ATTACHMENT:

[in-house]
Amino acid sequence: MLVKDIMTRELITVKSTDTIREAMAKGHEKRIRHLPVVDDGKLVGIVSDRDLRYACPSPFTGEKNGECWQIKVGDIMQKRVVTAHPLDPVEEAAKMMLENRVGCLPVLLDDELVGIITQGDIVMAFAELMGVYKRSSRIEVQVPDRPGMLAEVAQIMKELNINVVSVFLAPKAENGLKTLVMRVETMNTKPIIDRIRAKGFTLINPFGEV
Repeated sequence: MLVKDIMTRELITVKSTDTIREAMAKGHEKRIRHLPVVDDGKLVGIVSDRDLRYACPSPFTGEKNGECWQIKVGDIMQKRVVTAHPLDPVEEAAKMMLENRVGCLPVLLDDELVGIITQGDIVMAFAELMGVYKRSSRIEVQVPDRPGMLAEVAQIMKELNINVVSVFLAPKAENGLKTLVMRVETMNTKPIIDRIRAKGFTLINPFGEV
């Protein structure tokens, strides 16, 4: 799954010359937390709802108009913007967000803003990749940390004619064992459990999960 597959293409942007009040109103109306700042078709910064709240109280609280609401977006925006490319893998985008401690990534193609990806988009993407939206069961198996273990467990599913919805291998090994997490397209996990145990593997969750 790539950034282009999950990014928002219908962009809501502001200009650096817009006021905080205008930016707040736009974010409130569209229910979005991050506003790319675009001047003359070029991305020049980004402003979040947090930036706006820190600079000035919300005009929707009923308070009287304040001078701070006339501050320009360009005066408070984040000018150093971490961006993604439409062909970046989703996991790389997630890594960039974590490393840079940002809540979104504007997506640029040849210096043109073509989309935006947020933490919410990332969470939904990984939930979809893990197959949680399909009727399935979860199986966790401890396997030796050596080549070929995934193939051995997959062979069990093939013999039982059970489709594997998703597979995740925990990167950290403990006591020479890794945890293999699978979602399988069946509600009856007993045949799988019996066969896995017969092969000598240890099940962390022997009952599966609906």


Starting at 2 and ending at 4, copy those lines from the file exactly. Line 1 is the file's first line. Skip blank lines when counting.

Amino acid sequence: MLVKDIMTRELITVKSTDTIREAMAKGHEKRIRHLPVVDDGKLVGIVSDRDLRYACPSPFTGEKNGECWQIKVGDIMQKRVVTAHPLDPVEEAAKMMLENRVGCLPVLLDDELVGIITQGDIVMAFAELMGVYKRSSRIEVQVPDRPGMLAEVAQIMKELNINVVSVFLAPKAENGLKTLVMRVETMNTKPIIDRIRAKGFTLINPFGEV
Repeated sequence: MLVKDIMTRELITVKSTDTIREAMAKGHEKRIRHLPVVDDGKLVGIVSDRDLRYACPSPFTGEKNGECWQIKVGDIMQKRVVTAHPLDPVEEAAKMMLENRVGCLPVLLDDELVGIITQGDIVMAFAELMGVYKRSSRIEVQVPDRPGMLAEVAQIMKELNINVVSVFLAPKAENGLKTLVMRVETMNTKPIIDRIRAKGFTLINPFGEV
């Protein structure tokens, strides 16, 4: 799954010359937390709802108009913007967000803003990749940390004619064992459990999960 597959293409942007009040109103109306700042078709910064709240109280609280609401977006925006490319893998985008401690990534193609990806988009993407939206069961198996273990467990599913919805291998090994997490397209996990145990593997969750 790539950034282009999950990014928002219908962009809501502001200009650096817009006021905080205008930016707040736009974010409130569209229910979005991050506003790319675009001047003359070029991305020049980004402003979040947090930036706006820190600079000035919300005009929707009923308070009287304040001078701070006339501050320009360009005066408070984040000018150093971490961006993604439409062909970046989703996991790389997630890594960039974590490393840079940002809540979104504007997506640029040849210096043109073509989309935006947020933490919410990332969470939904990984939930979809893990197959949680399909009727399935979860199986966790401890396997030796050596080549070929995934193939051995997959062979069990093939013999039982059970489709594997998703597979995740925990990167950290403990006591020479890794945890293999699978979602399988069946509600009856007993045949799988019996066969896995017969092969000598240890099940962390022997009952599966609906």